Day 144: The Little Brown Bat

Friday, October 24, 2014

This week's bats will form a garland to celebrate Halloween (check back next week to see the finished piece!). The more I study bats, especially the smaller species, the more interesting and adorable I find them to be. My October "creepy" theme doesn't seem to do them justice as I don't see anything scary about them anymore. 

However, I can't think of an animal that would be more appropriate at this time of year. Dear creatures of the night, you are warmly invited to visit my little blog. I hope that you will find a corner that will feel like home. :)


Interesting fact: Little brown bat can eat as much as its own weight of insects in one night and it can live as long as 34 years (source). Wow, that's a lot!

Day 143: Shishmish the Pipistrelle

Thursday, October 23, 2014

Pipistrelle is the smallest bat species in Europe. It has a jerky, erratic flight, flickering its wings rapidly as it pursues its prey. The jerky flight of the pipistrelle gave rise to the ancient name for bats - flittermouse (source). So that's why they call bats šišmiš in Croatia!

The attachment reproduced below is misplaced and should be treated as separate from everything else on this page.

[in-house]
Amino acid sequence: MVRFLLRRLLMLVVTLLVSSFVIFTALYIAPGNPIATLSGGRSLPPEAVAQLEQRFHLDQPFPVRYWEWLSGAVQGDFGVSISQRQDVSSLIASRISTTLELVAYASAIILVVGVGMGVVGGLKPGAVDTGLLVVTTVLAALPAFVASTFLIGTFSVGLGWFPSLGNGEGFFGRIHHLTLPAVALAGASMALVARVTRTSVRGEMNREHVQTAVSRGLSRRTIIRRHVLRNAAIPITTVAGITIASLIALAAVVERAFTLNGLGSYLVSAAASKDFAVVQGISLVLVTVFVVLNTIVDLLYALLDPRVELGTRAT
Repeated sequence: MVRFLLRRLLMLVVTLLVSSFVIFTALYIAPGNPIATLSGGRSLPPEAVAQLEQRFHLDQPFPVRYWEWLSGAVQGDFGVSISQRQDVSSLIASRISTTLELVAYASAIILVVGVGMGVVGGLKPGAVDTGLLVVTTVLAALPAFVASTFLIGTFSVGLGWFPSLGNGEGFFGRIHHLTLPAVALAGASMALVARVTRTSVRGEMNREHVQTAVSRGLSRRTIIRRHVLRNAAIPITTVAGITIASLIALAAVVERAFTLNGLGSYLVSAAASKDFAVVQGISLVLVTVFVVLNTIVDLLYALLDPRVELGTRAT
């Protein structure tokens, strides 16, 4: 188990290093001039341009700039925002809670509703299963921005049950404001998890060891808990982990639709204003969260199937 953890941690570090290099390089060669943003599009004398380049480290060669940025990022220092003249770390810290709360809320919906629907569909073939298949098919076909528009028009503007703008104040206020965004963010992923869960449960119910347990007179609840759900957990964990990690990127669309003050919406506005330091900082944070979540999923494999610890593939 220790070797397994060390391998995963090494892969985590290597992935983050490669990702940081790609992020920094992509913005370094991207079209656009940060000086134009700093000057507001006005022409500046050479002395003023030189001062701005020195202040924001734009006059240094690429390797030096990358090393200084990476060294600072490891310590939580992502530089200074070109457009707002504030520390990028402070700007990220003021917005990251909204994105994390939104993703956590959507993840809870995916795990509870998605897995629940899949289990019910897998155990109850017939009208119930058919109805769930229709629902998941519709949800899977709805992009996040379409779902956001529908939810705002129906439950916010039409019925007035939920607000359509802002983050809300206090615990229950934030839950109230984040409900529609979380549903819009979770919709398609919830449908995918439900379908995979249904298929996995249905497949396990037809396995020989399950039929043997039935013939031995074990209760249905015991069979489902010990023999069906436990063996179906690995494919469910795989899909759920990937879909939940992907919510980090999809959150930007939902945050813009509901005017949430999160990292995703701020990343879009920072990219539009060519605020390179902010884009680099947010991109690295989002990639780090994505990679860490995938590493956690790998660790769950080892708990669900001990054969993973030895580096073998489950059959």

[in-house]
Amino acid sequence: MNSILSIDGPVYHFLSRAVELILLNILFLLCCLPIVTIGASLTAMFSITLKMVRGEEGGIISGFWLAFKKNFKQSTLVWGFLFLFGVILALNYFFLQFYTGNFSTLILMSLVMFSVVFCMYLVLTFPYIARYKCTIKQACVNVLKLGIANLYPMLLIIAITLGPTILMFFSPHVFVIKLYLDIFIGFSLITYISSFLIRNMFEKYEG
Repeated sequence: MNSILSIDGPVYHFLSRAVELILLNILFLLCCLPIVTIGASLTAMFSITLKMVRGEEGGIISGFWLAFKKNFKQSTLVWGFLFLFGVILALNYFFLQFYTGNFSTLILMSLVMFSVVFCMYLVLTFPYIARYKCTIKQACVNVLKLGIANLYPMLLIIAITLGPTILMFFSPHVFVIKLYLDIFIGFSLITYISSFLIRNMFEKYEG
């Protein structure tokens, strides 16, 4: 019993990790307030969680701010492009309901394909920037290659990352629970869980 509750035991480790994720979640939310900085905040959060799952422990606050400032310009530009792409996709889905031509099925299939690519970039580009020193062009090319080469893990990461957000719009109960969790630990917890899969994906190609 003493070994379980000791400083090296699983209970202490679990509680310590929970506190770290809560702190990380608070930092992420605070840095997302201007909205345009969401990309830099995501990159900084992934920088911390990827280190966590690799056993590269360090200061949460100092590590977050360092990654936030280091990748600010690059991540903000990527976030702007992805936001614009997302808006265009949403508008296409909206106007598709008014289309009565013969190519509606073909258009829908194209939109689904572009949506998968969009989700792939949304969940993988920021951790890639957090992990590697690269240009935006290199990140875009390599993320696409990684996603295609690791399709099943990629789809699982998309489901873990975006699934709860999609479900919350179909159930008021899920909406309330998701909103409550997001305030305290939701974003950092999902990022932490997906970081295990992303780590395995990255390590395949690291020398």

Note: miš = mouse and you pronounce šiš as in shish kebab. Isn't Shishmish the cutest name ever? :) And now I'm hungry for some Eastern food...

Day 142: Kitty the Hog-nosed Bat

Wednesday, October 22, 2014


Kitti's hog-nosed bat is a vulnerable species of bat and also the smallest mammal in the world (measured by length). Kitty is made more or less the same size as in real life, which is 3-4 cm. Isn't it just the cutest bat species? :)

Day 141: The Horseshoe Bat

Tuesday, October 21, 2014


Interesting fact: The horseshoe bat has a fleshy facial structure, also known as noseleaf, which is shaped as a horseshoe. This enhances echolocation, a process that the bat uses to navigate distance and locate prey. The bat makes noises that vibrate and amplify through the nostrils and off the noseleaf, then travels and bounce off surrounding objects, giving the bat direction and leading it to insects to eat (source). How cool!

Day 140: The Wrinkle-lipped Bat

Monday, October 20, 2014


Creepy fact: Although wrinkle-lipped bats aren't threatened, overharvesting of this species for food in Southeast Asia is leading to significant population declines (source).
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